Although price is a major distinguishing factor between the resort tiers, expect to find a size difference as well. Most of the value resorts, and quite a few of the moderate resorts, are exceptionally large. The footprint may be be big enough to require a lot of walking or an extra shuttle stop, depending on where you room is located. Sometimes the large footprint can offer more to do within your hotel but sometimes it just means extra blisters and more frustration.
If you want to minimize walking around your resort and have more amenities at your fingertips nearby, the deluxe resorts feel more intimate and indeed have a smaller footprint. It’s part of paying for the convenience.
Another resort difference that matters to many Disney guests is transportation. Generally speaking, deluxe resorts will likely have one or more transportation methods that makes them more convenient. Whether it be the hotels on the monorail loop like the Grand Floridian, Polynesian or Grand Floridian or the hotels within walking distance of Epcot like Disney’s Beach & Yacht Club or Boardwalk resorts, you’ll save some time reaching at least one park from most of the deluxe resorts.
Value and moderate resorts are mostly served by Disney’s shuttle bus systems. A few moderates like Port Orleans Riverside and French Quarter are served by boats to some destinations.
For a complete overview of Disney transportation, be sure to check out our Disney transportation episode.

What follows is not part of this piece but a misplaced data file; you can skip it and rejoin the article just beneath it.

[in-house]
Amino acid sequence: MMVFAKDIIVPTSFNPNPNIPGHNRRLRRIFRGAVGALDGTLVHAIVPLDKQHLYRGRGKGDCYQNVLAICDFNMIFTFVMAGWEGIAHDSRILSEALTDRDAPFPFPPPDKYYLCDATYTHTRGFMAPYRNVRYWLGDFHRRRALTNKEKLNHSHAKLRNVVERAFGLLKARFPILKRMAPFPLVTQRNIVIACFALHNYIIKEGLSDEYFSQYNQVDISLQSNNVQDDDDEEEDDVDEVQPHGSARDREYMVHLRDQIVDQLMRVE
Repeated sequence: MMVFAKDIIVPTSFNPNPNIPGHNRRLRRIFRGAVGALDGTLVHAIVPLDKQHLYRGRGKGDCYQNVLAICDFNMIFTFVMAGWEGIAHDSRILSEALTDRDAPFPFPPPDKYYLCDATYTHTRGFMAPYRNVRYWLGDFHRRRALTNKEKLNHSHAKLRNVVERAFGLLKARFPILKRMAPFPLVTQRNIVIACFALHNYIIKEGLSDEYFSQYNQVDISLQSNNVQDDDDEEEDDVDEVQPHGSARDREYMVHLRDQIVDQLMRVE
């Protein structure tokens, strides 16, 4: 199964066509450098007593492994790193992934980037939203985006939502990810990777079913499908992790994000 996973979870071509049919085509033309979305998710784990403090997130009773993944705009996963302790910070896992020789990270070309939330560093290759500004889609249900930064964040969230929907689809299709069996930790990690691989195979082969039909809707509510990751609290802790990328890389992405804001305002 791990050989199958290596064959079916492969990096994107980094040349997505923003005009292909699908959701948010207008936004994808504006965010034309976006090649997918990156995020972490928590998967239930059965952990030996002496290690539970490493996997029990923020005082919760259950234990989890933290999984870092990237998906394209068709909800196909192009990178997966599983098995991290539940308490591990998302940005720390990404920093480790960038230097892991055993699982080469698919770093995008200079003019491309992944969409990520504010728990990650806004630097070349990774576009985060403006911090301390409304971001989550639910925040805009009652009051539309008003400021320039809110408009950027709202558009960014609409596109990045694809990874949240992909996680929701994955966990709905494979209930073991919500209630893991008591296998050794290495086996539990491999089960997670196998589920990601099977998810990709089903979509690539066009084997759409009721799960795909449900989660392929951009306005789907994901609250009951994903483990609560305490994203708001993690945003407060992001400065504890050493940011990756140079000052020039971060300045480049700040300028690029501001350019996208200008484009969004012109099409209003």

What about inside your hotel room? Rooms at value resorts are definitely substantially smaller than the rooms at the more expensive hotels.
The major feature to pay attention to for families is the bed options. Standard rooms in value resorts have two double beds. You can only book two queens in the deluxe and moderate hotels. This may matter a lot to families where siblings are sharing a bed. Family harmony may necessitate a more expensive property.
Note that some deluxe and moderate resorts (but not all) have rooms that can sleep 5. These rooms have a small trundle bed that works well for a smaller child. Make sure you understand room capacity and layout before you book a specific room type.
Pools at Disney Resorts
A hotel amenity that matters to many families is often the pool. All Disney hotels have them, but they aren’t necessarily created equal.
Value resort pools are often very well-themed and may be more than adequate for babies, toddlers, and small children who just want to get wet. These pools are, however, lacking in water features like waterslides or splash pad style playgrounds.